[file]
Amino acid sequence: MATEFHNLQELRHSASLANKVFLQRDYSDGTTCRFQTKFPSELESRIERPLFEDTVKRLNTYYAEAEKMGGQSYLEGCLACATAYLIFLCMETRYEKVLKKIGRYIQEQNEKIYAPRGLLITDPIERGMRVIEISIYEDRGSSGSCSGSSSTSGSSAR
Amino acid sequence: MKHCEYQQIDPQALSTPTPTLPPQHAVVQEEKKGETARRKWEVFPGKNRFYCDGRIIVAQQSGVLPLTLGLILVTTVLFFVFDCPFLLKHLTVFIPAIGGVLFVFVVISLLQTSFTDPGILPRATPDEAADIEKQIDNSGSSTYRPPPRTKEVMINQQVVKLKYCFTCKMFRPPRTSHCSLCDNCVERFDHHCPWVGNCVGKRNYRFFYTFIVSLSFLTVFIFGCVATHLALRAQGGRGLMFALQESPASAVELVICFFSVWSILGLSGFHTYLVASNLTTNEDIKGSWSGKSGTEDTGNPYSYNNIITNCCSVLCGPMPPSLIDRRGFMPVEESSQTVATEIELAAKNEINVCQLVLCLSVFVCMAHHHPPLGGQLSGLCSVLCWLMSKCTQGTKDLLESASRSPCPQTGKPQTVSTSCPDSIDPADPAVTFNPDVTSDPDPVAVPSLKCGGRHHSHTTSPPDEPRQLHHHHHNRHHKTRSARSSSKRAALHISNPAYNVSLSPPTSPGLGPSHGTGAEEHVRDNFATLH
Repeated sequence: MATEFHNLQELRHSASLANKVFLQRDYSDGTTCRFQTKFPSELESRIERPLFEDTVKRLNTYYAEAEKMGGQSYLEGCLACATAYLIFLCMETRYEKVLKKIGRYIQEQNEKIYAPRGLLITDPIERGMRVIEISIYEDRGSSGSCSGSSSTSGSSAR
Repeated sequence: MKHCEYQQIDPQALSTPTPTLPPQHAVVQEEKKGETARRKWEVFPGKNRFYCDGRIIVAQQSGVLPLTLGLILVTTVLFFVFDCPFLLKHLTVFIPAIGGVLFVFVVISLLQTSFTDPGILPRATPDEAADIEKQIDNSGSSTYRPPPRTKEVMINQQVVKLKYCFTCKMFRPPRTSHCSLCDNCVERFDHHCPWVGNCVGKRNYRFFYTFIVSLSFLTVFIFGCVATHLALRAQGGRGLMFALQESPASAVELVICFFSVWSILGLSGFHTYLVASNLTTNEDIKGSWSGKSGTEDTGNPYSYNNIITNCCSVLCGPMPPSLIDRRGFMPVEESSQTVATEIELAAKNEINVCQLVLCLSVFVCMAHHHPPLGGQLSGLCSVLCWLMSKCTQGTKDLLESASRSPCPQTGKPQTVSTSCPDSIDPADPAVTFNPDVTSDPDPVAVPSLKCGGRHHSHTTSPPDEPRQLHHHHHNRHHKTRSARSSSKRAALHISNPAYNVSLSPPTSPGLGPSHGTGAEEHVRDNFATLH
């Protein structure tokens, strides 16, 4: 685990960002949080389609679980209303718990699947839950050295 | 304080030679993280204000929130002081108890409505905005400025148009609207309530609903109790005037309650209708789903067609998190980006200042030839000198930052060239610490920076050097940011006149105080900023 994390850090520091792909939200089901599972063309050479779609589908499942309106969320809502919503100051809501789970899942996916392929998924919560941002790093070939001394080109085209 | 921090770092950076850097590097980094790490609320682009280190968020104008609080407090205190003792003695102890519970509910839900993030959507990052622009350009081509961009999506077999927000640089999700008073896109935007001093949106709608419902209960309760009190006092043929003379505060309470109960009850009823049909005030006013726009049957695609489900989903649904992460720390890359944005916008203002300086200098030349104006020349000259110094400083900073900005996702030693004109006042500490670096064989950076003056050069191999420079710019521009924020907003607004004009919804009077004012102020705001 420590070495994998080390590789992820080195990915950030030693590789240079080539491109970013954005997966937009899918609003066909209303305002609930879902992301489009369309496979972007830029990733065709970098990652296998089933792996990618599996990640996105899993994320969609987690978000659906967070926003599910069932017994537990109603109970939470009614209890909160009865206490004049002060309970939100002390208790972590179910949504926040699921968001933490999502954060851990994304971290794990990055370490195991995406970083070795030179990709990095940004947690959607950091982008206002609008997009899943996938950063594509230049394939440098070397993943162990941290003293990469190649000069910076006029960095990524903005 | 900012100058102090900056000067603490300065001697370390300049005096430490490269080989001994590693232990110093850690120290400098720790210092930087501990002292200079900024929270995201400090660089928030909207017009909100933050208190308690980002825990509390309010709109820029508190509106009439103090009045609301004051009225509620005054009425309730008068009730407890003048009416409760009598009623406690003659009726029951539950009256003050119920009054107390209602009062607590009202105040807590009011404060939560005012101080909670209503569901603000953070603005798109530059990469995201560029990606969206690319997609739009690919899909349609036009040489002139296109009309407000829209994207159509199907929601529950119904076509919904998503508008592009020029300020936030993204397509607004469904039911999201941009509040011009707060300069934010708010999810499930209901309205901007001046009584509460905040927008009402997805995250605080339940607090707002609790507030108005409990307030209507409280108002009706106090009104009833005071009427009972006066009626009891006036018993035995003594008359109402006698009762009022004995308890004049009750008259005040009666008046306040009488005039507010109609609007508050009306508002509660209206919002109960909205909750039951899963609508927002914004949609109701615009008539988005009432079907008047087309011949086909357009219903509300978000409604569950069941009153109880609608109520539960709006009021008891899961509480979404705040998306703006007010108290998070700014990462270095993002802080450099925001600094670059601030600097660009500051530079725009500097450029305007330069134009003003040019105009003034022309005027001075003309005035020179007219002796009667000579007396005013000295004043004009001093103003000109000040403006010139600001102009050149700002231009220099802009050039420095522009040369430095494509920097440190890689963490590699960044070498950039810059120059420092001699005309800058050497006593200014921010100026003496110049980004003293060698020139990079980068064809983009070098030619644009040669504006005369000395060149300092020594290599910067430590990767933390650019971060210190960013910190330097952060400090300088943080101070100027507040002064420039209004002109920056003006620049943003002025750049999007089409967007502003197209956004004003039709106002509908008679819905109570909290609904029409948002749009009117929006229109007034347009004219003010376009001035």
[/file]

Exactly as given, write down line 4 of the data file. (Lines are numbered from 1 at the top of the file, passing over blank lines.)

Repeated sequence: MKHCEYQQIDPQALSTPTPTLPPQHAVVQEEKKGETARRKWEVFPGKNRFYCDGRIIVAQQSGVLPLTLGLILVTTVLFFVFDCPFLLKHLTVFIPAIGGVLFVFVVISLLQTSFTDPGILPRATPDEAADIEKQIDNSGSSTYRPPPRTKEVMINQQVVKLKYCFTCKMFRPPRTSHCSLCDNCVERFDHHCPWVGNCVGKRNYRFFYTFIVSLSFLTVFIFGCVATHLALRAQGGRGLMFALQESPASAVELVICFFSVWSILGLSGFHTYLVASNLTTNEDIKGSWSGKSGTEDTGNPYSYNNIITNCCSVLCGPMPPSLIDRRGFMPVEESSQTVATEIELAAKNEINVCQLVLCLSVFVCMAHHHPPLGGQLSGLCSVLCWLMSKCTQGTKDLLESASRSPCPQTGKPQTVSTSCPDSIDPADPAVTFNPDVTSDPDPVAVPSLKCGGRHHSHTTSPPDEPRQLHHHHHNRHHKTRSARSSSKRAALHISNPAYNVSLSPPTSPGLGPSHGTGAEEHVRDNFATLH